Supplementing With Coenzyme Q10

50 mg CoQ10.
50 mg CoQ10

The coenzyme Q10, which is also called CoQ10, isn't a new finding. It was first identified back in 1957 at the Enzyme Institute of the University of Wisconsin. Dr. Fredrick Crane's research isolated the coenzyme from a beef heart, and after further study found that not only is Q10 a naturally occurring compound, but it is also a powerful antioxidant which occurs in nearly all plant and animal tissue. This includes humans. As a coenzyme it assists the body in a variety of internal processes.

Role of CoQ10 Supplements

Cells use this fat-soluble coenzyme to obtain energy from food, and our vital organs like the heart, kidneys and liver need this cellular energy to function properly. Without this energy, your cells can't work like they need to for good health and if your body is deficient in this coenzyme, it can even lead to heart disease or other serious conditions.

Effect of Statins on CoQ10

If you take statins to lower cholesterol, it's important to note that these drugs may lower your body's natural supply of Q10. Because the heart has high energy requirements, coenzyme Q10 is an essential compound for the heart to work properly. Statins work to inhibit enzymes involved in the production of cholesterol, but unfortunately, they also work to inhibit the production of Q10.

Statins include drugs like:

  • Altocor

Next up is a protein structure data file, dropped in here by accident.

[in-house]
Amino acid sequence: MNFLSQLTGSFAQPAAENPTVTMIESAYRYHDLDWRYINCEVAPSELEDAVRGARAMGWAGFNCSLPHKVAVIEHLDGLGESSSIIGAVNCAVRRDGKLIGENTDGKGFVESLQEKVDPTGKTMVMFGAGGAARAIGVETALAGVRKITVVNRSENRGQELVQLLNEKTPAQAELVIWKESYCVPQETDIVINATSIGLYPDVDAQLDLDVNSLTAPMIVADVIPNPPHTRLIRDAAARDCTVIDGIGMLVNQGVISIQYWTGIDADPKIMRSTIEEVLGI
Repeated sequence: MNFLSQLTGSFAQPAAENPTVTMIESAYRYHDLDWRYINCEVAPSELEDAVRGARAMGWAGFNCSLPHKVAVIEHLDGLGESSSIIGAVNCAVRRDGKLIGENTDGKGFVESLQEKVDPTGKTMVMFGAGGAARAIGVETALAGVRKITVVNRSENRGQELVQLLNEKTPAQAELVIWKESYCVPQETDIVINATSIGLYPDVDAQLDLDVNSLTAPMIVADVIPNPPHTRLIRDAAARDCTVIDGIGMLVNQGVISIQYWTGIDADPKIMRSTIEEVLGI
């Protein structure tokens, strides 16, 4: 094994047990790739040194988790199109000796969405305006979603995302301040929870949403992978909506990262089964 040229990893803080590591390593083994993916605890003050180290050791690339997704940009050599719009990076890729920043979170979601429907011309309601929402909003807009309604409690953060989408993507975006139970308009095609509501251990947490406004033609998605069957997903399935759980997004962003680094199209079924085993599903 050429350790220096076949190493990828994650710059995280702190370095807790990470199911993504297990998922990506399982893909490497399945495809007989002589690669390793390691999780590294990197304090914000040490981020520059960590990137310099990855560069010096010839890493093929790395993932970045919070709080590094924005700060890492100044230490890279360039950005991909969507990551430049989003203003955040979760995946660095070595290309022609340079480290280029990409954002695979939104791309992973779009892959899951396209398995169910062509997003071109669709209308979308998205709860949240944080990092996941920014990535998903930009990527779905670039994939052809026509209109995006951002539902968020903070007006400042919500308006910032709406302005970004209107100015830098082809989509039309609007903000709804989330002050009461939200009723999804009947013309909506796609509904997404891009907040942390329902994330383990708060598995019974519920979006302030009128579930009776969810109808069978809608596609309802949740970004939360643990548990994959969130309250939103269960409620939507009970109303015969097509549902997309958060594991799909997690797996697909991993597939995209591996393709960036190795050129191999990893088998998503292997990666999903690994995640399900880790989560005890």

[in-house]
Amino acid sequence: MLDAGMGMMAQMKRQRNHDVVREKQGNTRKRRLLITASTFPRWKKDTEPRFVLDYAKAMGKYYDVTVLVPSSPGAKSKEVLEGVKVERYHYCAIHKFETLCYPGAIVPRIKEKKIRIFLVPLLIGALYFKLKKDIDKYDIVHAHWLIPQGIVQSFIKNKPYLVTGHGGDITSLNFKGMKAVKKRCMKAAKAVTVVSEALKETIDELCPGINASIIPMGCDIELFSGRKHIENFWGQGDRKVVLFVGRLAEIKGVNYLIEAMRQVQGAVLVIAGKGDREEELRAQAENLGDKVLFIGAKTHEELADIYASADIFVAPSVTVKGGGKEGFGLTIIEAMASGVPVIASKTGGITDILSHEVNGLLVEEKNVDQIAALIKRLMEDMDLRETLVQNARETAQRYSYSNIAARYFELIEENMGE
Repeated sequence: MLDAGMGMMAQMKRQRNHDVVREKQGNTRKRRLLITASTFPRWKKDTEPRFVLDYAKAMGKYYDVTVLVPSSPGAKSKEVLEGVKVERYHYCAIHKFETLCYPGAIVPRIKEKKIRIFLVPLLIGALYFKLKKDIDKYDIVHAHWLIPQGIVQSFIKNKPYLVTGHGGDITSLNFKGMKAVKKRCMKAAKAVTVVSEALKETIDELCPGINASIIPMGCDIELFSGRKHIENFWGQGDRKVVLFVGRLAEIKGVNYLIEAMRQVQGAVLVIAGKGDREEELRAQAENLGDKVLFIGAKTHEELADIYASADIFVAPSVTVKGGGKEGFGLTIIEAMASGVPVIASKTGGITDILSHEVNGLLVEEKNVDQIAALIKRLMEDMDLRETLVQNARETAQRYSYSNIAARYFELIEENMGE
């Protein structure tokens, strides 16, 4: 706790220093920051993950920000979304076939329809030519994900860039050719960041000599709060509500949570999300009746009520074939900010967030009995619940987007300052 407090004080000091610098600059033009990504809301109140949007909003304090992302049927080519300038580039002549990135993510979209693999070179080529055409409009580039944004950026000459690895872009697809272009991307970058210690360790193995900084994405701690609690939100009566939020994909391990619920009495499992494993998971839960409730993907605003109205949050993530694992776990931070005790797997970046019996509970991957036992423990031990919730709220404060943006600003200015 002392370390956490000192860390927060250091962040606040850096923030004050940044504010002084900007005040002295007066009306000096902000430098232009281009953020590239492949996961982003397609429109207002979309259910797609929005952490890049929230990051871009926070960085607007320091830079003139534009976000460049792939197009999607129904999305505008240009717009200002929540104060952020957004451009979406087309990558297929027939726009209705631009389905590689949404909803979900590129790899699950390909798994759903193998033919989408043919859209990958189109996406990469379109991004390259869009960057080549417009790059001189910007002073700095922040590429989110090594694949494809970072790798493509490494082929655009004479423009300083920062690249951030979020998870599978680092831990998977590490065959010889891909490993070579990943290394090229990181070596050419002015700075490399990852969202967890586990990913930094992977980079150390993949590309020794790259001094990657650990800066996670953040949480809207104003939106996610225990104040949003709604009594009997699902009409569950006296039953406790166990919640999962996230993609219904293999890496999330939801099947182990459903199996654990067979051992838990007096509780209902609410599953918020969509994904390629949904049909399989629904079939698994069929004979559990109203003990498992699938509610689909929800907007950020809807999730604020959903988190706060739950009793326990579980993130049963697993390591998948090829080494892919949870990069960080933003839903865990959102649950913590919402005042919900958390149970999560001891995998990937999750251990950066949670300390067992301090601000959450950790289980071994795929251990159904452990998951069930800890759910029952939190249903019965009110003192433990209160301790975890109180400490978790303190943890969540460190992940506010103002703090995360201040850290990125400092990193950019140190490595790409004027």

• Crestor
  • Lescol
  • Lipitor
  • Mevacor.
  • Pravachol
  • Zocor

If you are currently taking a statin or your doctor is thinking of prescribing one for you, it is a good idea to talk to your health care provider about taking a CoQ10 supplement, to help combat the depletion of the coenzyme and to avoid other possible negative health effects.

Benefits of Coenzyme Q10

CoQ10 is imperative to maintaining cardiovascular health. Studies have shown that a group of cardio patients who suffered a recent myocardial infarction and who also took aspirin, statins and 60 mg of a CoQ10 supplement (two times a day) each day reduced their likelihood of another cardiac event for one year.

Other benefits claimed are not as clear, but include the following:

  • Blood Sugar: Benefits for those with diabetes include improved function of endothelial cells lining blood vessels. The result is that it might provide help with controlling blood sugar.
  • High Blood Pressure: CoQ10 may also help to bring down high blood pressure in some people.
  • Repairs muscle damage caused by statins: Statin drugs can cause muscle damage (and pain). A small study published the American Journal of Cardiology (May 2007) says that CoQ10 supplements may be helpful.

How Much Should You Take?

CoQ10 supplements can be purchased in a wide range of dosages, which may leave you scratching your head as you read the labels. How much is right for you? Some experts believe that high doses may be detrimental to your health and could produce unwanted side effects. Since dosages range anywhere between 10 mg and 300 mg capsules, a realistic place to start would probably be about 50 mg. However, this is one supplement that it really is best to talk to your doctor about before you start taking it. Look for his or her recommendation. Your doctor knows your medical history including what drugs you're taking and any other medical conditions that may be affected. Not only that, but higher doses of CoQ10 may be required for certain medical conditions and your doctor will know that as well.

Supplementing With Coenzyme Q10